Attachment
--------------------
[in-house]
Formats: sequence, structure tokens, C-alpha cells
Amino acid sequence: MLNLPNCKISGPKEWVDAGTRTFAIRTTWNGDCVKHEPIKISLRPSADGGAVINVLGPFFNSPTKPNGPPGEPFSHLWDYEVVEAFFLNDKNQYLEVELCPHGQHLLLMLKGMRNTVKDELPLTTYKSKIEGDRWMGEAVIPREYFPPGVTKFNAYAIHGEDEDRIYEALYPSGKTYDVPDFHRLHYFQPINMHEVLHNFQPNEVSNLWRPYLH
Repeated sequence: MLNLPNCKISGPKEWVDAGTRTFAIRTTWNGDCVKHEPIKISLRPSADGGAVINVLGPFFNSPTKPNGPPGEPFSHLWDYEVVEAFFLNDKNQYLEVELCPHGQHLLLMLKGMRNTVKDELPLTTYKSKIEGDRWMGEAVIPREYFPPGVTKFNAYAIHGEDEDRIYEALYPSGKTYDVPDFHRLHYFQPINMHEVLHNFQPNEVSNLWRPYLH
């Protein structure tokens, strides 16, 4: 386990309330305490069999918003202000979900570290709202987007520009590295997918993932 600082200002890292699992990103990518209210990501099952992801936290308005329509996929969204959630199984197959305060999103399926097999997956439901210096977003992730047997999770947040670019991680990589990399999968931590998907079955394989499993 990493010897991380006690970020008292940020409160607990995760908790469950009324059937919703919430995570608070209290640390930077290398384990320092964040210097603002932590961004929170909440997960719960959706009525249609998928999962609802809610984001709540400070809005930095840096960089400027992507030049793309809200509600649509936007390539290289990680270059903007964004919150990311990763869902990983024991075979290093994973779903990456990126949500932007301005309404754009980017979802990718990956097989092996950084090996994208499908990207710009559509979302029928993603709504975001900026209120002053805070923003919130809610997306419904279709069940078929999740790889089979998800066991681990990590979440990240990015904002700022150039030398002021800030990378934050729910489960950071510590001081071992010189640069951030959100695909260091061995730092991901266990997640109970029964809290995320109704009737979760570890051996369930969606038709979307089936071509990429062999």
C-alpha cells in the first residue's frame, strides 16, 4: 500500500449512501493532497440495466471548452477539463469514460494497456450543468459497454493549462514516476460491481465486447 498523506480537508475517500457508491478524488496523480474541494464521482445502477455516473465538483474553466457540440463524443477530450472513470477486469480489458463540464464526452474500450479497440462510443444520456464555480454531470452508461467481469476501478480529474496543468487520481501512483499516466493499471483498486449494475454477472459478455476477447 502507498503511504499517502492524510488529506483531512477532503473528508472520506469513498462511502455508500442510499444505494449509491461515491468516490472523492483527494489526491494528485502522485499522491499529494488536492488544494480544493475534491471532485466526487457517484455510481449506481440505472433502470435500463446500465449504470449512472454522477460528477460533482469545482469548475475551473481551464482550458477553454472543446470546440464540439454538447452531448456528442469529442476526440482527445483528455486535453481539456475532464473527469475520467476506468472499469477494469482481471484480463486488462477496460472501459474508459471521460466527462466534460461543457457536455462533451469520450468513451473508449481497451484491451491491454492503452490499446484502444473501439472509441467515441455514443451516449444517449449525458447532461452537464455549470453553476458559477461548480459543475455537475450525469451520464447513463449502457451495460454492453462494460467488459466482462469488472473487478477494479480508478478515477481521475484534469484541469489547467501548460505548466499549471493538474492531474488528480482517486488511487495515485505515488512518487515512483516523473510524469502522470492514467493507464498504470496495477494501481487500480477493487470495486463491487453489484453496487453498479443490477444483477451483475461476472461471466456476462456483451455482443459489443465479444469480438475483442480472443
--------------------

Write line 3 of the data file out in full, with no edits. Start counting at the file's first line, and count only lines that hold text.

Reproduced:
Amino acid sequence: MLNLPNCKISGPKEWVDAGTRTFAIRTTWNGDCVKHEPIKISLRPSADGGAVINVLGPFFNSPTKPNGPPGEPFSHLWDYEVVEAFFLNDKNQYLEVELCPHGQHLLLMLKGMRNTVKDELPLTTYKSKIEGDRWMGEAVIPREYFPPGVTKFNAYAIHGEDEDRIYEALYPSGKTYDVPDFHRLHYFQPINMHEVLHNFQPNEVSNLWRPYLH